Vivek Kapoor – the man behind Creative Labels
Vivek Kapoor, Managing Director of Creative Labels in Navi Mumbai, is the second Kapoor to fulfil the role of President of LMAI (Label Manufacturers Association of India). With an office some 40 km away from his factory, he claims that delegation is a key part of his success. Harveer Sahni looks at the man behind the business, and sees a wealth of family experience that is clearly an invaluable source of information.
Vivek Kapoor is the current and longest serving President of LMAI (label manufacturers association of India). The history dates back two generations when, Lala Jai Dayal Kapur (grandfather of Vivek’s close ally Surinder Kapur), with support of his friend Lala Karam Chand Thapar (founder of Ballarpur Industries), started their paper trading business at Amritsar, where they had relocated from Lahore after partition of India. Around the same time Jai Dayal Kapur’s brother Ram Lal Kapoor also started his business in paper trading with a distribution agency from the then British owned Titagarh Paper Mills. Today, the extended Kapoor family, in true Punjabi tradition, has spread its wings across the paper and printing industries throughout India.
When Vivek Kapoor decided he wanted to become a businessman, it was his father Shashi Mohan who steered him towards labels by introducing him to Surinder Kapur, with whose father, Raj Kumar, he had worked in a financial capacity. Initially sensing that it might be unethical to set up in competition to a friend, he was soon assured that this was not the case, and in fact Surinder Kapur undertook to train Vivek Kapoor at his company’s R K Papers in Taloja. And so began the life of Vivek Kapoor in the label business, with a five-week training course at the plant of a rival converter, to whom he remains indebted because the single pass production that is offered by inline converting really sparked his imagination.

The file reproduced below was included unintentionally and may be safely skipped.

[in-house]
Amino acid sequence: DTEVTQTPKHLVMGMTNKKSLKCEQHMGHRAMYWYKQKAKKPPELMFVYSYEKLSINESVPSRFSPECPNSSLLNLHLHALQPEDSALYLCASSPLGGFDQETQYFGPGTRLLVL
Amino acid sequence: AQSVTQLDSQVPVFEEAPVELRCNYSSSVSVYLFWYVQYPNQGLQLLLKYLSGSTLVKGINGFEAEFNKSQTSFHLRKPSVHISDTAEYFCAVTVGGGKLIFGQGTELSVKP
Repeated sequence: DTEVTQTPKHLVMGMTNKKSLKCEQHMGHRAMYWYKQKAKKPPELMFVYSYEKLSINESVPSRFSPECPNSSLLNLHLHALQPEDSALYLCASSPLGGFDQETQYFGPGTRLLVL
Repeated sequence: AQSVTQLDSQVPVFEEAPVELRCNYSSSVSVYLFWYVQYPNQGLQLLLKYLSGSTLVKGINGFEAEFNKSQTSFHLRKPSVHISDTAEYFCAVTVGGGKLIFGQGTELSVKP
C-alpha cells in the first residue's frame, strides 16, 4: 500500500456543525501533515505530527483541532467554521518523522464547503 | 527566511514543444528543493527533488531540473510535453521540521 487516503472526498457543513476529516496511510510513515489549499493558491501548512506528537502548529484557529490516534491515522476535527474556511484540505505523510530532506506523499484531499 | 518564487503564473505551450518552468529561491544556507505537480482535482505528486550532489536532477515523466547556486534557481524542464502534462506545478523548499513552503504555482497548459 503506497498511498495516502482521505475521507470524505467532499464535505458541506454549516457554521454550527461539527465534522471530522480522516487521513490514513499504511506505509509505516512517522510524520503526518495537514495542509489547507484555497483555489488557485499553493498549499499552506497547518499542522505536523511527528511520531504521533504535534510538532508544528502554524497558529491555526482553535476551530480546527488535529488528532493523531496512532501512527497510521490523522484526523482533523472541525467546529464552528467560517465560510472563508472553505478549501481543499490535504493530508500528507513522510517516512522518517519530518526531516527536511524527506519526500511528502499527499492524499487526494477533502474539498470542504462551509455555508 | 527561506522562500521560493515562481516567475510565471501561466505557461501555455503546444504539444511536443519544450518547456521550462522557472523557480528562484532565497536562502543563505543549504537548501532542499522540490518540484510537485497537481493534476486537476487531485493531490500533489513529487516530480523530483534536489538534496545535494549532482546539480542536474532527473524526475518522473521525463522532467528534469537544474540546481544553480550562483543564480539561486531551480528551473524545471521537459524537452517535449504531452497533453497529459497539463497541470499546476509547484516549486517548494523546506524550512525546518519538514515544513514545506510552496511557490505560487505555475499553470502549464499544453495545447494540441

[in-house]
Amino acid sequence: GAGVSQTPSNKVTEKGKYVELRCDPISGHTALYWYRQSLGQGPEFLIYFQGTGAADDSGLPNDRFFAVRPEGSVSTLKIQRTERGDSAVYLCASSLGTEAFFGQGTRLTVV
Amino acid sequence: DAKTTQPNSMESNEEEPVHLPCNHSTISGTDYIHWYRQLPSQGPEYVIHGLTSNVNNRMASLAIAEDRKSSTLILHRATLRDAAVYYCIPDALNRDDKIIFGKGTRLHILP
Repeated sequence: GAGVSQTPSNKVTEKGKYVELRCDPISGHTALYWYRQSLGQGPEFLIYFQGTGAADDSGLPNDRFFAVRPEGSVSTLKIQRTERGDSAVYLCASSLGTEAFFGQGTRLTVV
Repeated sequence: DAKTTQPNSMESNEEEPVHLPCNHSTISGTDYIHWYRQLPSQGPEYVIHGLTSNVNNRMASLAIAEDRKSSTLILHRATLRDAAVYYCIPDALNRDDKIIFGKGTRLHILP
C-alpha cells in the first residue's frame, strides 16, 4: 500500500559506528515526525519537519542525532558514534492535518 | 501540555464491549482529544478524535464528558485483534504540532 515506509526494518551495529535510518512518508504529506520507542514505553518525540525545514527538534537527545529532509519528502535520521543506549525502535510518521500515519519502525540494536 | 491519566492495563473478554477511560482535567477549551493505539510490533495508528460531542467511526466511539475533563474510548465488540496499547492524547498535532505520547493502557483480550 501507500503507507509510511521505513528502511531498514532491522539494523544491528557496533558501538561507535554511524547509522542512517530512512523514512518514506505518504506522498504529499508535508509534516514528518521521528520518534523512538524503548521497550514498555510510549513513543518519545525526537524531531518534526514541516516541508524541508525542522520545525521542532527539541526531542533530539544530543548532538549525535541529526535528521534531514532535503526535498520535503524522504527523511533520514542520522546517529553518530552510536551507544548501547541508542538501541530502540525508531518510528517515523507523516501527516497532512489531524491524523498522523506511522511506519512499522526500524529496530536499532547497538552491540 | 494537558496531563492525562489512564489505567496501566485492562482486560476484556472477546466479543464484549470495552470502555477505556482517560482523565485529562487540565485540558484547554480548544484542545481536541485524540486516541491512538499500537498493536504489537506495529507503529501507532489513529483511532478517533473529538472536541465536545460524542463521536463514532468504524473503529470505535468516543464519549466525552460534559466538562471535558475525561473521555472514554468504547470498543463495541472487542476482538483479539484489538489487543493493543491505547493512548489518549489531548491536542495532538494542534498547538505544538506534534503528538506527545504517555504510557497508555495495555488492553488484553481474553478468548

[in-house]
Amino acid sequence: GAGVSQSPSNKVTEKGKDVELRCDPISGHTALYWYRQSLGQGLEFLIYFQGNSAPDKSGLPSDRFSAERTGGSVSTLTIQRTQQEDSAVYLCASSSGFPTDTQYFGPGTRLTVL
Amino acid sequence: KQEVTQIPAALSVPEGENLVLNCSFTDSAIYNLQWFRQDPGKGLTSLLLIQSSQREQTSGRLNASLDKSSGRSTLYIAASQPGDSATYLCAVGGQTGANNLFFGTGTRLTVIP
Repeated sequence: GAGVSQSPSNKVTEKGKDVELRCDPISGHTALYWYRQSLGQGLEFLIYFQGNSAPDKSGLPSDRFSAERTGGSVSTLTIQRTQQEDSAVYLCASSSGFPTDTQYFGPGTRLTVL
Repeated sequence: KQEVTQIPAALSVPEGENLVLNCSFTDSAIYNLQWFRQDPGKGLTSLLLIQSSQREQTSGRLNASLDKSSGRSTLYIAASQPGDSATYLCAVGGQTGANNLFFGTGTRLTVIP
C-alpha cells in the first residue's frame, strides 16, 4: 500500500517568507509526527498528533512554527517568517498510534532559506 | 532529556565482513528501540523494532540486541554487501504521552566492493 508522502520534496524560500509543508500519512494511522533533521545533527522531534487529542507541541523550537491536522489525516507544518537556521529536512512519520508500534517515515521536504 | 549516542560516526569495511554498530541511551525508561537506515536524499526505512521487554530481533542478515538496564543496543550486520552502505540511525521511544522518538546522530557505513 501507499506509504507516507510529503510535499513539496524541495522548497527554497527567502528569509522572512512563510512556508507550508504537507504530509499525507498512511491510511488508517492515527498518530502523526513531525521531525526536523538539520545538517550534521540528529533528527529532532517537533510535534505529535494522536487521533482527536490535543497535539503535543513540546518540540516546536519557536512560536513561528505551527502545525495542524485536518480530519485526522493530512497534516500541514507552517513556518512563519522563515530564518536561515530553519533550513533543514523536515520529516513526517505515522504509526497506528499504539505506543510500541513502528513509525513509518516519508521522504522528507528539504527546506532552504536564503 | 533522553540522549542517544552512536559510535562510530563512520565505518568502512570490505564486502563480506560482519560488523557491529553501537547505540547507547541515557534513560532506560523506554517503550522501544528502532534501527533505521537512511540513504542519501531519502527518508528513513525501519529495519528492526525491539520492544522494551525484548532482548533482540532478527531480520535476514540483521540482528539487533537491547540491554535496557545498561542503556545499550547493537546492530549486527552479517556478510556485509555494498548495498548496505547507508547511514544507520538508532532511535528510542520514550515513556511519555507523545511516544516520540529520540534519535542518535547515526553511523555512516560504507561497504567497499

In 1996, at the age of 28, Vivek Kapoor set up Icon Prints in Navi Mumbai in partnership with his cousin. Their first label press was a four-colour Iwasaki semi-rotary machine. Early days posed many problems for the print novices, including confusing a customer’s request for LSD (Light Standard Dark) with a drug with the same initials, to learning that printing orange over black worked better than vice versa. But, he was a fast learner, and in 2000 installed a second label press, this time an Etipol.
Business was tough at the beginning, especially trying to sell blank labels in competition with small outfits doing work for cash, and after making a loss in year one, they considered closing down the company. The turning point came when Icon Prints moved into added value work for consumer goods manufacturers. At that time, FMCG (Fast Moving Consumer Goods) companies were all importing labels, so to compete successfully with them was a satisfying accomplishment. Vivek is also proud of being the first Indian printer to produce labels for the Brylcream seamless tubes, which were proving difficult to source, and turned into a new trend in the country.